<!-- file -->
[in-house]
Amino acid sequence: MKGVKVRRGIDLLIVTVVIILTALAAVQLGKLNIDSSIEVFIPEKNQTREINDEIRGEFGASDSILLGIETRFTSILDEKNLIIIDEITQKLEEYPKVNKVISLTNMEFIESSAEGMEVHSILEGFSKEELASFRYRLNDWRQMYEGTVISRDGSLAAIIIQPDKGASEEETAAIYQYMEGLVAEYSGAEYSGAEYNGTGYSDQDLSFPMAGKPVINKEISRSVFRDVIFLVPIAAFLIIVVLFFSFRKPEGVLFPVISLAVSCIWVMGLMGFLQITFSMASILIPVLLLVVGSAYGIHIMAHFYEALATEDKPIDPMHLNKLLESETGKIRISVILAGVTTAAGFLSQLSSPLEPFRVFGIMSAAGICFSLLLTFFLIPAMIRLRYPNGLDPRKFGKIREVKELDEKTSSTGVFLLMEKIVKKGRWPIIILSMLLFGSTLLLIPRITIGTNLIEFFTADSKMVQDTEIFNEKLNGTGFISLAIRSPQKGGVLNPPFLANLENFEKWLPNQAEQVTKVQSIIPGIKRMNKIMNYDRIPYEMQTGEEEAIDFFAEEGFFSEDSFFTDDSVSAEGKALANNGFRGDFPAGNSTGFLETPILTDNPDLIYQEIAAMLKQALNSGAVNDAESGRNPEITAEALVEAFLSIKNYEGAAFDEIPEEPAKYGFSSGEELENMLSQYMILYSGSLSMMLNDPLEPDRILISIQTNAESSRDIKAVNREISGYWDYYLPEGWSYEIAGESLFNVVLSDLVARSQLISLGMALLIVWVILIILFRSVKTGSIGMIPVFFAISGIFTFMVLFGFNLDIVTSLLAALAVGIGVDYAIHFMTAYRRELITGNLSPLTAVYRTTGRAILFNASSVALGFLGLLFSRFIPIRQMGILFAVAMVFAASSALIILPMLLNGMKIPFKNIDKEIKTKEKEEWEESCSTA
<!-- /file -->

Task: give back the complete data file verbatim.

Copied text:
[in-house]
Amino acid sequence: MKGVKVRRGIDLLIVTVVIILTALAAVQLGKLNIDSSIEVFIPEKNQTREINDEIRGEFGASDSILLGIETRFTSILDEKNLIIIDEITQKLEEYPKVNKVISLTNMEFIESSAEGMEVHSILEGFSKEELASFRYRLNDWRQMYEGTVISRDGSLAAIIIQPDKGASEEETAAIYQYMEGLVAEYSGAEYSGAEYNGTGYSDQDLSFPMAGKPVINKEISRSVFRDVIFLVPIAAFLIIVVLFFSFRKPEGVLFPVISLAVSCIWVMGLMGFLQITFSMASILIPVLLLVVGSAYGIHIMAHFYEALATEDKPIDPMHLNKLLESETGKIRISVILAGVTTAAGFLSQLSSPLEPFRVFGIMSAAGICFSLLLTFFLIPAMIRLRYPNGLDPRKFGKIREVKELDEKTSSTGVFLLMEKIVKKGRWPIIILSMLLFGSTLLLIPRITIGTNLIEFFTADSKMVQDTEIFNEKLNGTGFISLAIRSPQKGGVLNPPFLANLENFEKWLPNQAEQVTKVQSIIPGIKRMNKIMNYDRIPYEMQTGEEEAIDFFAEEGFFSEDSFFTDDSVSAEGKALANNGFRGDFPAGNSTGFLETPILTDNPDLIYQEIAAMLKQALNSGAVNDAESGRNPEITAEALVEAFLSIKNYEGAAFDEIPEEPAKYGFSSGEELENMLSQYMILYSGSLSMMLNDPLEPDRILISIQTNAESSRDIKAVNREISGYWDYYLPEGWSYEIAGESLFNVVLSDLVARSQLISLGMALLIVWVILIILFRSVKTGSIGMIPVFFAISGIFTFMVLFGFNLDIVTSLLAALAVGIGVDYAIHFMTAYRRELITGNLSPLTAVYRTTGRAILFNASSVALGFLGLLFSRFIPIRQMGILFAVAMVFAASSALIILPMLLNGMKIPFKNIDKEIKTKEKEEWEESCSTA